745 pages, Riverhead Hardcover, ISBN-13: 978-1573221207
In The Western Canon, Harold Bloom stated that Shakespeare (along with Milton) was the center of Western Thought. In Shakespeare: The Invention of the Human he contends that Shakespeare, alone, “went beyond all precedents (even Chaucer) and invented the human as we continue to know it.” Bloom assigns Shakespeare the singular honor of being responsible for our personalities, not just in the Western world, but in all cultures. Falstaff and Hamlet, the central characters of Bloom’s discourse are, he says, “the greatest of charismatics” and are “the inauguration of personality as we have come to recognize it.” Naturally, critics of Bloom have taken great exception to such sweeping statements, and their general reactions have been of resentment. Individual critical response depends on what particular school of criticism the respondent adheres to, but most often critics and readers alike have simply attacked Bloom himself. However, even those who denigrate both Bloom and this book have found the time to read and review it to a greater extent, rather than to a lesser.
The book, itself, is made up of three major critical discussions by Bloom combined with brief discussions of each of Shakespeare's thirty-seven plays. Bloom begins by expressing his awe at Shakespeare’s ability to create literary characters that epitomize the quintessential nature of humanity itself. In Bloom's opinion, Shakespeare shapes all of humanity, not just the elite literati. Bloom does acknowledge the fact that great writers existed before Shakespeare and says that, “The idea of Western character” defined as “the self as a moral agent” came from many sources at many different times. Individually, however, Bloom says, Shakespeare’s predecessors created nothing more than “cartoons” and “ideograms” rather than fully-developed personalities: “Every other great writer will fall away”, he says, but “Shakespeare will abide, even if he were to be expelled by the academics…” And Bloom makes his point so convincingly that even those who cannot abide Shakespeare (or Bloom) will be swayed.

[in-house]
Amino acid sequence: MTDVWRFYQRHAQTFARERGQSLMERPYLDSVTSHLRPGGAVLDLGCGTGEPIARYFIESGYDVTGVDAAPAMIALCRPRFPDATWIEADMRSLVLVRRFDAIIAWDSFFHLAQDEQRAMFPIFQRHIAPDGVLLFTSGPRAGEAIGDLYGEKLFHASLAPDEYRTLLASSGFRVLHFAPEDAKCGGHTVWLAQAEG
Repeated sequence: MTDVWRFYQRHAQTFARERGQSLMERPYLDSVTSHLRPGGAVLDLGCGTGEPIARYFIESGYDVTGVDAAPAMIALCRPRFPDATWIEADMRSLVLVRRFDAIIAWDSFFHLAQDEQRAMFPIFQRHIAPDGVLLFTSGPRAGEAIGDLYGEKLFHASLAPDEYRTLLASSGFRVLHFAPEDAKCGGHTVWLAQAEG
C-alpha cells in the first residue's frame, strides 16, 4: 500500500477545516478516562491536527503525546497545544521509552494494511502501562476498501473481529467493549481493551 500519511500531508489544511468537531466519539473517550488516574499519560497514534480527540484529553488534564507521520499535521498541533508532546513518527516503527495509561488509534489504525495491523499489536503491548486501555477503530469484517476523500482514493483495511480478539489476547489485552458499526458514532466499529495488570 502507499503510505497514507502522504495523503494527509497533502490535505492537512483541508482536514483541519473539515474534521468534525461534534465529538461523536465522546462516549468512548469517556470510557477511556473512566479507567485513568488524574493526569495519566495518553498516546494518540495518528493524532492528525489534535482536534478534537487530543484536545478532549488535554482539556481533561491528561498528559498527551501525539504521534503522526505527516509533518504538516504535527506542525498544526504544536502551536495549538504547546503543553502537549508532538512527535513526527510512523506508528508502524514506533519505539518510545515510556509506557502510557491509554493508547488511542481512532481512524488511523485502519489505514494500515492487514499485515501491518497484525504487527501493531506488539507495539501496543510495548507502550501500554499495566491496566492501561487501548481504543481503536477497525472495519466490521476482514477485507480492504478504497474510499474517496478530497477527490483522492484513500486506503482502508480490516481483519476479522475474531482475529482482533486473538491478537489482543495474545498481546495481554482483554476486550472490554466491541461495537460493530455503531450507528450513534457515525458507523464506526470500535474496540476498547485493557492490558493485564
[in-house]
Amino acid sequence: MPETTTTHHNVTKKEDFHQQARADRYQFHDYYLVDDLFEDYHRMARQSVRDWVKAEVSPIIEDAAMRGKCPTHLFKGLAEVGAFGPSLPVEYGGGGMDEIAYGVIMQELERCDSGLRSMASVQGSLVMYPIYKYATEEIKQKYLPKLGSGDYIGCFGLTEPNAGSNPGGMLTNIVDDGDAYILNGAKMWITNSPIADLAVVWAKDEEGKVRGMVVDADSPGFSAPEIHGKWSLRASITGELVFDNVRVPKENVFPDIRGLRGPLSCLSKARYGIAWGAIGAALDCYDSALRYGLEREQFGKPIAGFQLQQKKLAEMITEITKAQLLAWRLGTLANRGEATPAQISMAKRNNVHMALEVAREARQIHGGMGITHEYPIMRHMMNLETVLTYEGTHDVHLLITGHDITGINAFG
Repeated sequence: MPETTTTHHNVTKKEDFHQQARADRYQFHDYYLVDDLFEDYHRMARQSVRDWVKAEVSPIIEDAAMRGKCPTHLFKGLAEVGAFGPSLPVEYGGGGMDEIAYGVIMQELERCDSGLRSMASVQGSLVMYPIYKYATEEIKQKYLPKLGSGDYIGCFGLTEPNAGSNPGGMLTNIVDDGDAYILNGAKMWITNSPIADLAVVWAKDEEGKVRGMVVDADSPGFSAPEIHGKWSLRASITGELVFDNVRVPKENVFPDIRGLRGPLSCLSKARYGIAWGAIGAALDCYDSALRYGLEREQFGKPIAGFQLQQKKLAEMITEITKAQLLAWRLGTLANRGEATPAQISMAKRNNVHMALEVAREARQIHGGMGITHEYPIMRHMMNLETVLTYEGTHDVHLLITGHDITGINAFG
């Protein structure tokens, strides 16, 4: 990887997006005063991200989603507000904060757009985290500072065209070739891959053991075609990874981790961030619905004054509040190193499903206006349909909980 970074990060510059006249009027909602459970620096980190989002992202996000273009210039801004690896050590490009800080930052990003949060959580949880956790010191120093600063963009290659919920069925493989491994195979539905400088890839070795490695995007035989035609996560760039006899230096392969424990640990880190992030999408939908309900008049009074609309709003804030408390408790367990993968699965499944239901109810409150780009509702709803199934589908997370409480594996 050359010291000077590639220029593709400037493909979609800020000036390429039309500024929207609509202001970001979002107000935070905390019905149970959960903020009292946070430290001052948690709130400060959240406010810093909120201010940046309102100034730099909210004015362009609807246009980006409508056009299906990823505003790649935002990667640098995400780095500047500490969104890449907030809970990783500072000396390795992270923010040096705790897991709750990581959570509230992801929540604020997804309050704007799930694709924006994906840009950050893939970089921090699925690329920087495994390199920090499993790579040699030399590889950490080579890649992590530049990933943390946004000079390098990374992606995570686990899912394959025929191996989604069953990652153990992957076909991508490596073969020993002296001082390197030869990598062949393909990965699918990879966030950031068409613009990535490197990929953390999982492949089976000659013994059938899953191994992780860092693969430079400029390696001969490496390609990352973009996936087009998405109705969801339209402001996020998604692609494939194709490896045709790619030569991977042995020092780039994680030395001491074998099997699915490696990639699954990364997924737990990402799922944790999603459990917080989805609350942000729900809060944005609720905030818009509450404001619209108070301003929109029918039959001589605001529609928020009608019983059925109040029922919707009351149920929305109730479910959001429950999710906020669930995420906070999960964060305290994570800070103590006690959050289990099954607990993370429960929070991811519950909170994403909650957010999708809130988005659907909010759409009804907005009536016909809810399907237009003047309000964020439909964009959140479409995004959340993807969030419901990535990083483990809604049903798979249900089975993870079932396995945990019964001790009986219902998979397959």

Bloom next turns to short, individual synopses of each play, with each review intended to support Bloom's argument that Shakespeare was truly the inventor of the human. These reviews do bristle with long quotations from the plays themselves but they are always extremely interesting to read. Bloom, however, is nothing if he is not contentious. In concluding his review of The Taming of the Shrew he says, “Shakespeare, who clearly preferred his women characters to his men, enlarges the human, from the start, by subtly suggesting that women have the truer sense of reality.” After the individual play reviews, Bloom treats us to a concluding essay entitled, “Coda: The Shakespearean Difference,” and says that “Shakespeare, through Hamlet, has made us skeptics in our relationships with anyone, because we have learned to doubt articulateness in the realm of affection.” Bloom, himself, identifies most intimately with Falstaff: “What Falstaff teaches us is a comprehensiveness of humor that avoids unnecessary cruelty because it emphasizes instead the vulnerability of every ego, including that of Falstaff himself.”
Whatever your feeling about Bloom or Shakespeare, Bloom does take a critical stance that he supports textually. His humor is there but it is, at times, scathing. While no one should take everything Bloom introduces in this book at face value, no one should dismiss it all, either. Both this book (and Bloom) deserves a lot more than that.